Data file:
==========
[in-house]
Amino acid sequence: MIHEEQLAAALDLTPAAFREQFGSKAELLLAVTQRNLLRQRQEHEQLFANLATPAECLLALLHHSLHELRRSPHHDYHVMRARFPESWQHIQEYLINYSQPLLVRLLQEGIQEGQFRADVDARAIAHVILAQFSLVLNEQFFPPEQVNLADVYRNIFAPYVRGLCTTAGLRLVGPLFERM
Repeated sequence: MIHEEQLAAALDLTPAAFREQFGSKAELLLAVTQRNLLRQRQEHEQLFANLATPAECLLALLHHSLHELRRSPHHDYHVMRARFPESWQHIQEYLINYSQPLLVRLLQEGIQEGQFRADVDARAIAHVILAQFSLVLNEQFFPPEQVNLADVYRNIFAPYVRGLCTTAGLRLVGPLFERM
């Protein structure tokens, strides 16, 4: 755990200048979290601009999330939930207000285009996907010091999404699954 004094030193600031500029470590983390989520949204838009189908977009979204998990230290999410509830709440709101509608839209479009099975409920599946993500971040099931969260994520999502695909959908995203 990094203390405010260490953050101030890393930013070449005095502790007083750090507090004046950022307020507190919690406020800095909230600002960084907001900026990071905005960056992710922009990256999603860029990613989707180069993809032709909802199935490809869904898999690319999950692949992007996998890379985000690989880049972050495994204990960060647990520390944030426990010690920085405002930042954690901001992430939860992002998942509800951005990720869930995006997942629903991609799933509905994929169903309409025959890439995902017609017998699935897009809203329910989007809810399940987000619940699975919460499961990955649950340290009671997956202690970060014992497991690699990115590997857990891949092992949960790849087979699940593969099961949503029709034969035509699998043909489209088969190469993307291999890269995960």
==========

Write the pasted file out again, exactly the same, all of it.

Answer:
[in-house]
Amino acid sequence: MIHEEQLAAALDLTPAAFREQFGSKAELLLAVTQRNLLRQRQEHEQLFANLATPAECLLALLHHSLHELRRSPHHDYHVMRARFPESWQHIQEYLINYSQPLLVRLLQEGIQEGQFRADVDARAIAHVILAQFSLVLNEQFFPPEQVNLADVYRNIFAPYVRGLCTTAGLRLVGPLFERM
Repeated sequence: MIHEEQLAAALDLTPAAFREQFGSKAELLLAVTQRNLLRQRQEHEQLFANLATPAECLLALLHHSLHELRRSPHHDYHVMRARFPESWQHIQEYLINYSQPLLVRLLQEGIQEGQFRADVDARAIAHVILAQFSLVLNEQFFPPEQVNLADVYRNIFAPYVRGLCTTAGLRLVGPLFERM
């Protein structure tokens, strides 16, 4: 755990200048979290601009999330939930207000285009996907010091999404699954 004094030193600031500029470590983390989520949204838009189908977009979204998990230290999410509830709440709101509608839209479009099975409920599946993500971040099931969260994520999502695909959908995203 990094203390405010260490953050101030890393930013070449005095502790007083750090507090004046950022307020507190919690406020800095909230600002960084907001900026990071905005960056992710922009990256999603860029990613989707180069993809032709909802199935490809869904898999690319999950692949992007996998890379985000690989880049972050495994204990960060647990520390944030426990010690920085405002930042954690901001992430939860992002998942509800951005990720869930995006997942629903991609799933509905994929169903309409025959890439995902017609017998699935897009809203329910989007809810399940987000619940699975919460499961990955649950340290009671997956202690970060014992497991690699990115590997857990891949092992949960790849087979699940593969099961949503029709034969035509699998043909489209088969190469993307291999890269995960």